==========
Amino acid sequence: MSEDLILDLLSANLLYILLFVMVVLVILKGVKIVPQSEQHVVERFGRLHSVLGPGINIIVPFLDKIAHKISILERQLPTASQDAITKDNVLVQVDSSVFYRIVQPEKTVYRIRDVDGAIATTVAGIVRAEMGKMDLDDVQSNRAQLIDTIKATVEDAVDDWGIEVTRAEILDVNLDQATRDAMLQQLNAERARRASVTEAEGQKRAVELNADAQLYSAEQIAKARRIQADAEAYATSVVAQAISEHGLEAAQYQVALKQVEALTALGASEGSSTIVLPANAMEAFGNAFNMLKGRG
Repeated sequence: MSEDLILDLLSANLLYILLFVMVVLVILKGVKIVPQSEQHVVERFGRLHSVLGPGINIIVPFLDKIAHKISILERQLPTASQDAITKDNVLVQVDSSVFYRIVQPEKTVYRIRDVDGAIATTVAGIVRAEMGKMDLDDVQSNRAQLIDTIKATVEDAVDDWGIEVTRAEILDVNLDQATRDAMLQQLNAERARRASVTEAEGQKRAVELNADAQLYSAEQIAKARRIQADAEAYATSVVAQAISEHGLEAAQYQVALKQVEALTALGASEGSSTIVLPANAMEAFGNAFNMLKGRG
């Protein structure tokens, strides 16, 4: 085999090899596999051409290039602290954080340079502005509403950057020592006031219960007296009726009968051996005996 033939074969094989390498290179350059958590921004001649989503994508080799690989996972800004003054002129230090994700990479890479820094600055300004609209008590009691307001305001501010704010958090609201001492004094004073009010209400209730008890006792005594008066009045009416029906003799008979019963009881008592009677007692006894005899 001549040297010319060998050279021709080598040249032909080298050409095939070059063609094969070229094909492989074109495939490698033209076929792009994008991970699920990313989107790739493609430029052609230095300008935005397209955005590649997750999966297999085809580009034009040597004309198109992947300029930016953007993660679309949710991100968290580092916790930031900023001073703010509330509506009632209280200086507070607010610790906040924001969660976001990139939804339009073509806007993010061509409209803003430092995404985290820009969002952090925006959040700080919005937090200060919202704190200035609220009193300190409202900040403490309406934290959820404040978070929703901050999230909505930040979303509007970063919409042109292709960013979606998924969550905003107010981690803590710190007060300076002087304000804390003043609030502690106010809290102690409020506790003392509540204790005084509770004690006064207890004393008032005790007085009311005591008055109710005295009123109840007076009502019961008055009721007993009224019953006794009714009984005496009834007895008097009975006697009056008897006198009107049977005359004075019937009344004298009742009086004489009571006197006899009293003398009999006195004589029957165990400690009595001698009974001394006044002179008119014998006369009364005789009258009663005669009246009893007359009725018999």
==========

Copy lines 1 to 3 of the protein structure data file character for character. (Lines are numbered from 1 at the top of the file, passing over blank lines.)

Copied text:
Amino acid sequence: MSEDLILDLLSANLLYILLFVMVVLVILKGVKIVPQSEQHVVERFGRLHSVLGPGINIIVPFLDKIAHKISILERQLPTASQDAITKDNVLVQVDSSVFYRIVQPEKTVYRIRDVDGAIATTVAGIVRAEMGKMDLDDVQSNRAQLIDTIKATVEDAVDDWGIEVTRAEILDVNLDQATRDAMLQQLNAERARRASVTEAEGQKRAVELNADAQLYSAEQIAKARRIQADAEAYATSVVAQAISEHGLEAAQYQVALKQVEALTALGASEGSSTIVLPANAMEAFGNAFNMLKGRG
Repeated sequence: MSEDLILDLLSANLLYILLFVMVVLVILKGVKIVPQSEQHVVERFGRLHSVLGPGINIIVPFLDKIAHKISILERQLPTASQDAITKDNVLVQVDSSVFYRIVQPEKTVYRIRDVDGAIATTVAGIVRAEMGKMDLDDVQSNRAQLIDTIKATVEDAVDDWGIEVTRAEILDVNLDQATRDAMLQQLNAERARRASVTEAEGQKRAVELNADAQLYSAEQIAKARRIQADAEAYATSVVAQAISEHGLEAAQYQVALKQVEALTALGASEGSSTIVLPANAMEAFGNAFNMLKGRG
């Protein structure tokens, strides 16, 4: 085999090899596999051409290039602290954080340079502005509403950057020592006031219960007296009726009968051996005996 033939074969094989390498290179350059958590921004001649989503994508080799690989996972800004003054002129230090994700990479890479820094600055300004609209008590009691307001305001501010704010958090609201001492004094004073009010209400209730008890006792005594008066009045009416029906003799008979019963009881008592009677007692006894005899 001549040297010319060998050279021709080598040249032909080298050409095939070059063609094969070229094909492989074109495939490698033209076929792009994008991970699920990313989107790739493609430029052609230095300008935005397209955005590649997750999966297999085809580009034009040597004309198109992947300029930016953007993660679309949710991100968290580092916790930031900023001073703010509330509506009632209280200086507070607010610790906040924001969660976001990139939804339009073509806007993010061509409209803003430092995404985290820009969002952090925006959040700080919005937090200060919202704190200035609220009193300190409202900040403490309406934290959820404040978070929703901050999230909505930040979303509007970063919409042109292709960013979606998924969550905003107010981690803590710190007060300076002087304000804390003043609030502690106010809290102690409020506790003392509540204790005084509770004690006064207890004393008032005790007085009311005591008055109710005295009123109840007076009502019961008055009721007993009224019953006794009714009984005496009834007895008097009975006697009056008897006198009107049977005359004075019937009344004298009742009086004489009571006197006899009293003398009999006195004589029957165990400690009595001698009974001394006044002179008119014998006369009364005789009258009663005669009246009893007359009725018999």